I’ve read that when an adult isn’t sure of what her (or his) true passion is, it’s helpful to think back to when she was a child, and to recall what her favorite hobbies were. Sometimes our first loves get lost as we grow up and lose our naive delight in certain activities. This comes to mind because recently I experienced a situation that all parents can relate to: crime and punishment.
It wasn’t quite a crime, but my 8-year-old refused to do his homework. It was during that small window of time that we have to get it done–after school and before a karate class–and I stressed that unfinished homework meant no karate. His stubborn attitude got him sent to his bedroom, where he sat without video games, while in a dojo his peers got to practice kicks and combinations.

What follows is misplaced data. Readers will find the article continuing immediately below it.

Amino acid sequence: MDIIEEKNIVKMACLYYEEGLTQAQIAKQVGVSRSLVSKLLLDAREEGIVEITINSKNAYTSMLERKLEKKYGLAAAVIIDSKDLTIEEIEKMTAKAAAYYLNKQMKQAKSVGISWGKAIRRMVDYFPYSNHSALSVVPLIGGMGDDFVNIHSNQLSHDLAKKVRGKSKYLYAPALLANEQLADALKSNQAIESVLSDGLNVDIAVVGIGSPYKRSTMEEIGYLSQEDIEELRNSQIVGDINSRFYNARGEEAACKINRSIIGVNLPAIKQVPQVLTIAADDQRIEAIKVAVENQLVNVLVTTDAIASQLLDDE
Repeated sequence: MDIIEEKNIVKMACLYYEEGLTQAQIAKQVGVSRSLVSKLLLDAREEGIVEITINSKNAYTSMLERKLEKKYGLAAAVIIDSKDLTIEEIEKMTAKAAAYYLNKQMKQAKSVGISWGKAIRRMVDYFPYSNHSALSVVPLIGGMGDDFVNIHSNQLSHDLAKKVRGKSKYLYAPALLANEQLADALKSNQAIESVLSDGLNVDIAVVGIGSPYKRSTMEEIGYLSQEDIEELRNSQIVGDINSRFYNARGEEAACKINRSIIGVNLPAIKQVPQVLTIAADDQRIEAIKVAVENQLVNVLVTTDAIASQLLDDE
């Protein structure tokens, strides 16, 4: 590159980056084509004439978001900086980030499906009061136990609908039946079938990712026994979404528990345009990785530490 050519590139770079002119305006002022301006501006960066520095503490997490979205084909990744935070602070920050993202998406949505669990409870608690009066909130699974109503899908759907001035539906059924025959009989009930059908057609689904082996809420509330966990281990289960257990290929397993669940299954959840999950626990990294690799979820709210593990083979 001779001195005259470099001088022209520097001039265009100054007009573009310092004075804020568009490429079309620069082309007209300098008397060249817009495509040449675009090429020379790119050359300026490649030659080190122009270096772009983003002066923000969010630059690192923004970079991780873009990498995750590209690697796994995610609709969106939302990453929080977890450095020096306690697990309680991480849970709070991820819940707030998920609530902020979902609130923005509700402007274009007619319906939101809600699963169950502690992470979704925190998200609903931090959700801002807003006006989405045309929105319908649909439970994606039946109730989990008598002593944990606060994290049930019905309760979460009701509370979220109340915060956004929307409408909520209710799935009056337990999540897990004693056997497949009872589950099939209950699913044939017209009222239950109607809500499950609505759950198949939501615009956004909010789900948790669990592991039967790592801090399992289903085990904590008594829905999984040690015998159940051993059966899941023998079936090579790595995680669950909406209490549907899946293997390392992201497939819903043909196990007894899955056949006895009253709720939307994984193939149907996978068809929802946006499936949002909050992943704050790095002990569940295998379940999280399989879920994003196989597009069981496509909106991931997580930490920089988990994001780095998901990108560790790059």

But this blog is for artists, right? I’m getting there…don’t worry. You see, after he was allowed to come back downstairs and had time to recover from losing the power struggle, he did two things: he asked me to help him with his homework (which I gladly did), and he showed me a drawing he had made while he was in his room. This latter action made me even happier than the first because I knew years ago that he was an artist, before he knew, when I began to realize that he creates not just pictures, but art. Not that long ago he said he wasn’t good at drawing, and it broke my heart. But we all can relate to the ups and downs of creativity–no matter how old we are. He can deny it all he wants, but I know the reality.
When did you, dear reader, realize that you were an artist? Perhaps your own parents saw the light before you did, and encouraged it to shine. Drawing is empowering, and that’s why I think it’s important to nourish one’s talents and hobbies. Drawing magazine does just that–each issue offers inspiration and educational articles about artists and techniques. It’s sure to make you want to let go of the computer mouse (or put down your digital reader) and pick up a pen or pencil.